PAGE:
Throwback Thursday- Montauk Grand Prix

     There has been a resurgence of interest in the two auto races that took place in Montauk during the summers of 1939 and 1940. Sponsored by the American Road Racing Club, this event filled Montauk with excited spectators who set up chairs at strategic positions to experience the action firsthand.
     This week’s Throwback Thursday reveals a map showing the route that would be taken by the drivers. A description of this race comes from the Hampton Chronicle, dated July 5, 1940. (Thanks go to Henry Osmers, Montauk Lighthouse Curator, for sharing this research): “The second annual Montauk Grand Prix automobile road race will take place Saturday with a field of 18 amateur drivers facing the starter for the 63-mile race over a winding course set amid the dunes … [They will complete] 22 circuits of the 2 3/4 mile course lying between Lake Montauk and the Montauk Downs golf course.” The defending champion Lemuel Ladd, a Boston mechanic, won the race in 1939 at an average speed of 56 mph.
    Last year Tim Gilmartin donated American Road Racing: the Automobile Racing Club of America in the 1930’s to the archives at the Montauk library. Written in 1963 by John C. Rueter, the author gave a good historical account of the Montauk races and published photos that represent the goldmine content of this book. However, if you’d like to see the armchair racecar drivers who participated at Montauk Downs in 1940, click on this link in Montauk Library’s page in New York Heritage:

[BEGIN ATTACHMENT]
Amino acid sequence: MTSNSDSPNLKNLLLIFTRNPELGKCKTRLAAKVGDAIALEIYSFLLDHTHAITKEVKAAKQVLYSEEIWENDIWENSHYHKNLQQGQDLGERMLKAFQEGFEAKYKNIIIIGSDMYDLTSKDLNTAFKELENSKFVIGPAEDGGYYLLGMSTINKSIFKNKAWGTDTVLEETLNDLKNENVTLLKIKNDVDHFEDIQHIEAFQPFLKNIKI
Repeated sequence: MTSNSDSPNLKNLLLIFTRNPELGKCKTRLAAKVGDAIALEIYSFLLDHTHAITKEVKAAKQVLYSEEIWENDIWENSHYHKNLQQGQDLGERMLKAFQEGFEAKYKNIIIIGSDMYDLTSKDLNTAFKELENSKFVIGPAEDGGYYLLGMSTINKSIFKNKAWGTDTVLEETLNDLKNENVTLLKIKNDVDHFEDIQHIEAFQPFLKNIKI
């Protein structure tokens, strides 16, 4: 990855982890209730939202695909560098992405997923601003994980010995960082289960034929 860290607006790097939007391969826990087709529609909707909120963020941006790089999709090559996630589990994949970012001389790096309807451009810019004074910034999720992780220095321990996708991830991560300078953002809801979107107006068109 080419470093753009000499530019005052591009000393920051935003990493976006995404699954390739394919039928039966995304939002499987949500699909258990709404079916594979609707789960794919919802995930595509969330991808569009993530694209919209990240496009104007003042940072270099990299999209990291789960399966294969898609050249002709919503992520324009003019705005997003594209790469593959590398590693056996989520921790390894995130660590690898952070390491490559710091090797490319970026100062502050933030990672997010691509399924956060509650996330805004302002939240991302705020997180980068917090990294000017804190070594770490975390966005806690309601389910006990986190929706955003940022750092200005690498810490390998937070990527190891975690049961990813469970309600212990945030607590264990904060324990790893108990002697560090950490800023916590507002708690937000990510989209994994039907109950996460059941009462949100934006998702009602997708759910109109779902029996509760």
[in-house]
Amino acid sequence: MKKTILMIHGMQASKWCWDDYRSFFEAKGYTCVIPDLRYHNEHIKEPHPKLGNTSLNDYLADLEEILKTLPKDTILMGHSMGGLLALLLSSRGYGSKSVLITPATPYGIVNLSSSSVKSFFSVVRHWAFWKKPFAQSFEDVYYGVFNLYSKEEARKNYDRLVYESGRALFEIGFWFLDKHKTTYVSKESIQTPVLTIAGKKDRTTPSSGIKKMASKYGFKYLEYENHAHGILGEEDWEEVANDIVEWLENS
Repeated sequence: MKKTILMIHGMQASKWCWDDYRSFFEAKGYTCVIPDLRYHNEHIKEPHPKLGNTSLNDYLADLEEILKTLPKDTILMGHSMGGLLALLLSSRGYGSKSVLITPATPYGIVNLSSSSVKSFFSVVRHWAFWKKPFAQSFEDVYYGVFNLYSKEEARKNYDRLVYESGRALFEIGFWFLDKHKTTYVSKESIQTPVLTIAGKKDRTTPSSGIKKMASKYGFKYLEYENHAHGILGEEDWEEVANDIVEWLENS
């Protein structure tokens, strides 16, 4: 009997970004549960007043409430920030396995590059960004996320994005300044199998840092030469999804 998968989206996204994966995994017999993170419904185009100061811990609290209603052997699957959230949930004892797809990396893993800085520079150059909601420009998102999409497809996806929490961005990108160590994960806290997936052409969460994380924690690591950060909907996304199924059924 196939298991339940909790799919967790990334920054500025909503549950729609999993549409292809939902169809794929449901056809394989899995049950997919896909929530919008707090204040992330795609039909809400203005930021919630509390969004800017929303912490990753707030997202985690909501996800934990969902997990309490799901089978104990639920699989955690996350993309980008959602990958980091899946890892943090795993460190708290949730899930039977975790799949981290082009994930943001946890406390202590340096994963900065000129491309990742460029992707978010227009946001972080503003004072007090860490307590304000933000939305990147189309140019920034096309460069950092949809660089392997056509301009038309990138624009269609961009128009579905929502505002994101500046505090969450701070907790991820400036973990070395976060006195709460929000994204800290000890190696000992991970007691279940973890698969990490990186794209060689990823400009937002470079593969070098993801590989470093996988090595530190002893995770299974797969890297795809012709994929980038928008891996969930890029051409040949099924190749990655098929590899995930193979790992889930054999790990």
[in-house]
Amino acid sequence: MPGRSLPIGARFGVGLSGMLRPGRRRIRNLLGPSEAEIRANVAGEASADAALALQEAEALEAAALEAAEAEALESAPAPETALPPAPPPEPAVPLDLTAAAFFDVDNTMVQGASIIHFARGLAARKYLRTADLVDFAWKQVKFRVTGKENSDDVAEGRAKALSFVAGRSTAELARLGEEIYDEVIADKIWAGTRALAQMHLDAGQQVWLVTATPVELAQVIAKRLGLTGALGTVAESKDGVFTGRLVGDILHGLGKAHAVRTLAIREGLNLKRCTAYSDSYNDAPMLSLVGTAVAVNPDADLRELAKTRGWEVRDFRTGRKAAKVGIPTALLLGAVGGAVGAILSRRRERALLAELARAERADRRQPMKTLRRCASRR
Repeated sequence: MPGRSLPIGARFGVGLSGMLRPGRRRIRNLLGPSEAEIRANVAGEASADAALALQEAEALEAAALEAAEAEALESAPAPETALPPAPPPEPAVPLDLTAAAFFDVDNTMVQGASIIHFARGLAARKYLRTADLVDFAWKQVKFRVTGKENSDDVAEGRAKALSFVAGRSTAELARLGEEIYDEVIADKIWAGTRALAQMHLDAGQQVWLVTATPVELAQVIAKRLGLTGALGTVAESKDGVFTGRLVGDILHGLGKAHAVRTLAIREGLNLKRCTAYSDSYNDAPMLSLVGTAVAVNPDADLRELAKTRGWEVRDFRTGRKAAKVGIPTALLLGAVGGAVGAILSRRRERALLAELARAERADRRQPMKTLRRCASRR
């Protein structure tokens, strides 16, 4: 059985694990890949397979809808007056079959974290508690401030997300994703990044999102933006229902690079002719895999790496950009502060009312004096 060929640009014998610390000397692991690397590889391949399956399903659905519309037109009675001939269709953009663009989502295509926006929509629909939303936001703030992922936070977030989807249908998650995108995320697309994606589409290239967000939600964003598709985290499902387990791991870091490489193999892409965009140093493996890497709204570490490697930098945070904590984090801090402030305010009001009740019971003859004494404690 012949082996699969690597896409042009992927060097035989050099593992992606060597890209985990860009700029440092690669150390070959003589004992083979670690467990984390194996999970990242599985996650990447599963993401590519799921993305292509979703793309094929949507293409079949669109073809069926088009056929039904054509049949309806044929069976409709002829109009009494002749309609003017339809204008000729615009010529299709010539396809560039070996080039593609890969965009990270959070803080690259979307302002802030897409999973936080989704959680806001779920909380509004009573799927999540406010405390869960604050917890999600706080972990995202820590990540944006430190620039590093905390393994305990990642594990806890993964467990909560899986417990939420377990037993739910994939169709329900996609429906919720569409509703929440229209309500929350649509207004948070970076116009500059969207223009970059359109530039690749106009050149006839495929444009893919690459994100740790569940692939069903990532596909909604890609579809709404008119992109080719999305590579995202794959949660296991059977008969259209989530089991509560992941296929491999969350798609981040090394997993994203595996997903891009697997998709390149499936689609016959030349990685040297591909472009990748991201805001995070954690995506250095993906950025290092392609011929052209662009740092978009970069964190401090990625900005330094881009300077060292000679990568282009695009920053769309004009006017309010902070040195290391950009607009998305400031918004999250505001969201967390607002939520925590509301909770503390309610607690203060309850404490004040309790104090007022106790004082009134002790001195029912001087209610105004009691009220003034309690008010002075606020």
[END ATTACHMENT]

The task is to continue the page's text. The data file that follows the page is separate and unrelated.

Harry Bruno, maverick of aviation advertising and an aerial daredevil himself, was an early supporter of Kodachrome and no doubt, a huge fan of the Montauk Grand Prix automobile road race.
    Finally, watch this early film footage of a Montauk road race, shared as a youtube link with the Montauk Library by Dan Rattiner. It’s fun!


One Comment

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    Robert laravie Reply

    Great history, I am working with the Port Jefferson historian and we are working on a LI auto racing photo show . Could I view your archives of the, 39 and 40 races?, thanks Bob

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